I often reference Search Checks. What is a Search Check? When the players want to “search” something or for something I let them use either Investigation or Perception. I know that isn’t RAW but it just makes things so much easier. I got real tired of explaining to players who have been playing with me for years the difference between the two… just let them look for stuff!

Opening Cutscene

I like to start my games with an Opening Cutscene which is read before anything else happens. These are usually really vague bits of information that give a glimpse into something that will maybe happen later, happened before the adventure, or is story adjacent to it. I have found these to be great tools to set the mood and create a little mystery.

Setting, Background Info, and Hooks

These portions can be used as you see fit. Each one is a little different, so it is hard for me to say how best to use them. Some will play better if you can get them into the hands of the players before the game. Others may have better influence when read just after the Cutscene. Some are really only relevant to moments in the story. But as in all things you do what is best for your game! That is always the way to go.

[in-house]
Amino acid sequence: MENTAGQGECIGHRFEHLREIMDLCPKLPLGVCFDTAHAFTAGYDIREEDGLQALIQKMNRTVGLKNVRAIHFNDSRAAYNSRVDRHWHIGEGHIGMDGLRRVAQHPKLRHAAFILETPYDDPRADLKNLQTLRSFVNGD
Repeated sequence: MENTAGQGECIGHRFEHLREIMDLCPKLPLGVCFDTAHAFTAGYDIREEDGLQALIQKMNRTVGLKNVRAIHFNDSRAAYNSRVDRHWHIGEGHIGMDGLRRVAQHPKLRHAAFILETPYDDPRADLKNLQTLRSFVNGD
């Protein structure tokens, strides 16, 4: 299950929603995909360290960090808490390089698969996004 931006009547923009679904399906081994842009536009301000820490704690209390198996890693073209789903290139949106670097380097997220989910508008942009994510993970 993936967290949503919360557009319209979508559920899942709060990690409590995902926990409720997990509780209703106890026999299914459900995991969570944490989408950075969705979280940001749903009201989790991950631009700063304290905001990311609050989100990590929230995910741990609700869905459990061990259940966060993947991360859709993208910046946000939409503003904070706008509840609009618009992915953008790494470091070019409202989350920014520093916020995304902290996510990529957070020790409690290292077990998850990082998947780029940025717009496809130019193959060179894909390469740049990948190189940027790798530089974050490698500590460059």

Skill Challenges

I use the idea of Skill Challenges a lot. What is that? It is an event in the game that isn’t quite an encounter and it isn’t a simple skill check. It is a problem they solve with their whole skill set. Typically they must get three successes before three failures in order to succeed in a skill check. The thing about a Skill challenge is they’re are vague on purpose to allow players to be creative in solving a problem. An example may help here.

  • DM says “Your Boat is taking on water. What would you like to do?”
  • Player 1 responds with “I use my carpentry tools to fix the hole” and they make a Tool Check. But they roll a 2 so they fail. Too much water.
  • Player 2 says “ wants to row harder with the crew to get us toward shore faster” They make an Athletics Check and roll an 18. So that is a success.
  • Player 3 “I use Destroy Water to get water out” OK, well it only destroys 10 gallons so it isn’t super helpful, but the momentary reprieve allows a little drywork to happen and allow player 1 to reroll.

Stuff like this